The pandemic preoccupying and dominating the public’s consciousness, many more fundamental issues are in danger of being overlooked. So Global Justice Now, along with Trade Unions, War on Want, Traidcraft and others called for a national Day of Action on Saturday 24th. October, looking for images to use in publicity and for a photo petition as well as to raise awareness in the general population.
The threatened trade deal has numerous strands, all of which threaten our institutions, our standards and our democracy. They are even more dangerous to people in the Global South. If the UK’s acceptance is rolled out as a benchmark of what is required to trade with the dominant economic powers. In Manchester, we united with allies and made several outings to protest the deal. We also invited people to send in and post photos of themselves, their dogs, homes and associates with the message “Stop the US Trade Deal”.
Thursday (22nd. Oct.) saw us in Chorlton, exploiting the wide pavement outside Oxfam on Wilbraham Road and using a simple quiz-display to stimulate engagement with questions on US standards in food hygiene (how many rat hairs are allowed in 25g of cinnamon), permitted insecticide residues allowed on apples, toxic ingredients banned in cosmetics, and the expected cost of the 50 most expensive medicines used in primary care. This proved an excellent way of engaging people. Unusually we didn’t have cards to sign but the excellent flyer GJN had produced gives a link to an e-action and we had a QR code for those who wanted to find out more with their mobile phones. Footfall was disappointing, but with a higher than usual percentage engaging.
Next day we focused on the threat to democratic authorities taking action to stop climate change and joined with War on Want, Fridays for the Future, and Greater Manchester Campaign Against Climate Change’s normal vigil outside the Central Library.
Even the statue of Emmeline Pankhurst joined the protest, reminding Boris Johnson of his commitment on climate change, “We must act now, right now … extinction is forever, so our action must be immediate,” with the suffragist slogan slogan “Deeds Not Words”.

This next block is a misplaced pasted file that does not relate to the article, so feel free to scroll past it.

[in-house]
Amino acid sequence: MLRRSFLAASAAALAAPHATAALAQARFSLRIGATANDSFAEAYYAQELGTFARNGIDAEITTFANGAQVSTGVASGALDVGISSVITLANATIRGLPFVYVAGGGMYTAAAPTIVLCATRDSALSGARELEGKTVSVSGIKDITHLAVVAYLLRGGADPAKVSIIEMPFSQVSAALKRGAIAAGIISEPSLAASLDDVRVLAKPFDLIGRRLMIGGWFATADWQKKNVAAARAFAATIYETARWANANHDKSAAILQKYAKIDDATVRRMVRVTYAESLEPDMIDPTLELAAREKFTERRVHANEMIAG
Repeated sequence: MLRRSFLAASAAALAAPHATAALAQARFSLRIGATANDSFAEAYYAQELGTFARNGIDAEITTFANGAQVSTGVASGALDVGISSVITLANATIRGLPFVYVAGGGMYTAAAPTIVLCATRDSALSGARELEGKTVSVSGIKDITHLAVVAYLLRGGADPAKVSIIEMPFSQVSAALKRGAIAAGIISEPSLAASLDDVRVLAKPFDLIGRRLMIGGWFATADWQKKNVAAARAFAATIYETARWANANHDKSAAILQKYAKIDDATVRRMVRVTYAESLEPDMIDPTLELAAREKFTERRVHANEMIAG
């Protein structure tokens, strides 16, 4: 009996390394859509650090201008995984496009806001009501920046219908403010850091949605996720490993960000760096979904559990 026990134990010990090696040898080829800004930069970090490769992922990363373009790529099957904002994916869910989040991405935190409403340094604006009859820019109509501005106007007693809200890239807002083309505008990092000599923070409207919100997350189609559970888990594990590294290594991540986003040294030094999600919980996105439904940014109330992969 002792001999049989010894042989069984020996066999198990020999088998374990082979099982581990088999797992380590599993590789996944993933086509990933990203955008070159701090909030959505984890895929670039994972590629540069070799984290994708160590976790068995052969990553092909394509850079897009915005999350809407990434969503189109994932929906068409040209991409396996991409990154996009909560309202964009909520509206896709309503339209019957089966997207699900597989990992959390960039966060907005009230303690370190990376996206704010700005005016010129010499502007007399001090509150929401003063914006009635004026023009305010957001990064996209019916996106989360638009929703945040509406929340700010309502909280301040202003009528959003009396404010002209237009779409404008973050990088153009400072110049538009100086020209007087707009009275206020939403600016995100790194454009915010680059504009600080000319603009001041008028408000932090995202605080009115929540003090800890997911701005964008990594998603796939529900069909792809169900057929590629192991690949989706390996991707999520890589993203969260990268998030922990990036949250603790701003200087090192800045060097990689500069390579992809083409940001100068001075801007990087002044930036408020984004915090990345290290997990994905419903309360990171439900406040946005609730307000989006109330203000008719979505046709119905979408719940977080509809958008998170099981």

This brought honks of support from passing traffic and was streamed live by a KONP supporting media student.
Pia Feig (a GJN member and NHS activist spoke about the threat to our health service, not simply in being directly “taken over”, but of the threat of “standstill and ratchet clauses” being included in the deal, progressively biting off chunks of our service.
She also drew attention to the looting of the NHS patient records database. This is probably the most complete patient health database in the world and is an extremely valuable resource for medical research. Its sale to trans-national corporations is one of the least noticed ways in which the the Government is privatising the NHS. It is yet another example of how publicly funded research and knowledge production is expropriated by trans-national capital for profit, rather than being used for the benefit of patients. Big Pharma will look for lucrative opportunities to develop expensive medicines for minor complaints, rather than tackling public health priorities. Meanwhile, US insurance companies will want to use the data to identify and discriminate against the most vulnerable by refusing insurance to them.
Stephen Pennells picked up on the indirect threats to health, reprising the threat to nutrition through US food standards before going on to talk about employment, climate change, government secrecy and the worrying record of Biden, as Obama’s deputy supporting TTIP. This means that whoever is elected President, the campaign will have to further intensify. Both govenments, freed from the deadline of the US election will want something to spin as an economic opportunity in the aftermath of the pandemic’s effect on business, jobs and profits.
These actions reinforced alliances and spread our message. We learnt that we need to develop our media skills. Our speeches were unscripted and reasonable in terms of the “Just a Minute” criteria of speaking without “hesitation, repetition or deviation”. However a quarter of an hour is too long for modern attention spans and it would have benefitted from interactive questioning or reflective prompts.
So we are planning to work on this with a couple of our new recruits, one of whom is a new media student at Salford Uni. If you would like to be involved, don’t be shy!